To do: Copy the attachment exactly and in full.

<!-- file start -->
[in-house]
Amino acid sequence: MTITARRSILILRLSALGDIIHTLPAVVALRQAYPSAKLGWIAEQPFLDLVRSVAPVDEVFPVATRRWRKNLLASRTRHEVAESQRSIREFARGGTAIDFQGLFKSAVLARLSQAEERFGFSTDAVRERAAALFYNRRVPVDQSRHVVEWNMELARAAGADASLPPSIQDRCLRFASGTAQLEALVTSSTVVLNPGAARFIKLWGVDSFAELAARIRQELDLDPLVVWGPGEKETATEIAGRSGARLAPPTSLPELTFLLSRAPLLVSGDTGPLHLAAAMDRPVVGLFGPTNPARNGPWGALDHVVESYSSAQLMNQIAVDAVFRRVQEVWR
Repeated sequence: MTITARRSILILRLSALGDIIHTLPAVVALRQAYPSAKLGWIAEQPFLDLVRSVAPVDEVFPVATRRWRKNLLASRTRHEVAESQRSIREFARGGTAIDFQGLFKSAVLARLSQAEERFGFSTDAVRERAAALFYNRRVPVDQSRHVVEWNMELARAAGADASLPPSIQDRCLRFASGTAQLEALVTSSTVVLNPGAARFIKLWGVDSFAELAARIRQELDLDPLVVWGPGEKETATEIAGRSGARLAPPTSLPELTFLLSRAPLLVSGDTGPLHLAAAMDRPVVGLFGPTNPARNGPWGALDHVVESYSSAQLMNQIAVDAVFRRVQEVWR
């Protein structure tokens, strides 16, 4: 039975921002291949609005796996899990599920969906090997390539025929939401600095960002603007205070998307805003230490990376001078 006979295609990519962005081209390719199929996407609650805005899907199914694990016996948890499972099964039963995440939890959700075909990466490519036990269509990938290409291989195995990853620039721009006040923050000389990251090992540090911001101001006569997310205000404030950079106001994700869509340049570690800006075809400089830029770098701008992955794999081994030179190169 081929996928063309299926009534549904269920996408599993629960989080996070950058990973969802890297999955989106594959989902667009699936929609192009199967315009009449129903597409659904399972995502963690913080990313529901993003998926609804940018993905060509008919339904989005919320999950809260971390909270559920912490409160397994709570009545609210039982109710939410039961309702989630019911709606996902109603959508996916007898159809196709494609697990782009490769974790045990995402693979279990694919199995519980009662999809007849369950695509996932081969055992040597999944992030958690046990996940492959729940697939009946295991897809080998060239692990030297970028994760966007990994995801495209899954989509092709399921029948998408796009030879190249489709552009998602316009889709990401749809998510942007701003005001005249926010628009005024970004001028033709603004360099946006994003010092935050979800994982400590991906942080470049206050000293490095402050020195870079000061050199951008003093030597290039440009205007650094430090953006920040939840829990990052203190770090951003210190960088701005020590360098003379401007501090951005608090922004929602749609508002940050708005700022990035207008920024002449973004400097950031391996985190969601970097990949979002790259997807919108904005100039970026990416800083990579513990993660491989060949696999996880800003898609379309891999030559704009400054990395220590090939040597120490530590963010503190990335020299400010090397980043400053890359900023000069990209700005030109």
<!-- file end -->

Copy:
[in-house]
Amino acid sequence: MTITARRSILILRLSALGDIIHTLPAVVALRQAYPSAKLGWIAEQPFLDLVRSVAPVDEVFPVATRRWRKNLLASRTRHEVAESQRSIREFARGGTAIDFQGLFKSAVLARLSQAEERFGFSTDAVRERAAALFYNRRVPVDQSRHVVEWNMELARAAGADASLPPSIQDRCLRFASGTAQLEALVTSSTVVLNPGAARFIKLWGVDSFAELAARIRQELDLDPLVVWGPGEKETATEIAGRSGARLAPPTSLPELTFLLSRAPLLVSGDTGPLHLAAAMDRPVVGLFGPTNPARNGPWGALDHVVESYSSAQLMNQIAVDAVFRRVQEVWR
Repeated sequence: MTITARRSILILRLSALGDIIHTLPAVVALRQAYPSAKLGWIAEQPFLDLVRSVAPVDEVFPVATRRWRKNLLASRTRHEVAESQRSIREFARGGTAIDFQGLFKSAVLARLSQAEERFGFSTDAVRERAAALFYNRRVPVDQSRHVVEWNMELARAAGADASLPPSIQDRCLRFASGTAQLEALVTSSTVVLNPGAARFIKLWGVDSFAELAARIRQELDLDPLVVWGPGEKETATEIAGRSGARLAPPTSLPELTFLLSRAPLLVSGDTGPLHLAAAMDRPVVGLFGPTNPARNGPWGALDHVVESYSSAQLMNQIAVDAVFRRVQEVWR
């Protein structure tokens, strides 16, 4: 039975921002291949609005796996899990599920969906090997390539025929939401600095960002603007205070998307805003230490990376001078 006979295609990519962005081209390719199929996407609650805005899907199914694990016996948890499972099964039963995440939890959700075909990466490519036990269509990938290409291989195995990853620039721009006040923050000389990251090992540090911001101001006569997310205000404030950079106001994700869509340049570690800006075809400089830029770098701008992955794999081994030179190169 081929996928063309299926009534549904269920996408599993629960989080996070950058990973969802890297999955989106594959989902667009699936929609192009199967315009009449129903597409659904399972995502963690913080990313529901993003998926609804940018993905060509008919339904989005919320999950809260971390909270559920912490409160397994709570009545609210039982109710939410039961309702989630019911709606996902109603959508996916007898159809196709494609697990782009490769974790045990995402693979279990694919199995519980009662999809007849369950695509996932081969055992040597999944992030958690046990996940492959729940697939009946295991897809080998060239692990030297970028994760966007990994995801495209899954989509092709399921029948998408796009030879190249489709552009998602316009889709990401749809998510942007701003005001005249926010628009005024970004001028033709603004360099946006994003010092935050979800994982400590991906942080470049206050000293490095402050020195870079000061050199951008003093030597290039440009205007650094430090953006920040939840829990990052203190770090951003210190960088701005020590360098003379401007501090951005608090922004929602749609508002940050708005700022990035207008920024002449973004400097950031391996985190969601970097990949979002790259997807919108904005100039970026990416800083990579513990993660491989060949696999996880800003898609379309891999030559704009400054990395220590090939040597120490530590963010503190990335020299400010090397980043400053890359900023000069990209700005030109």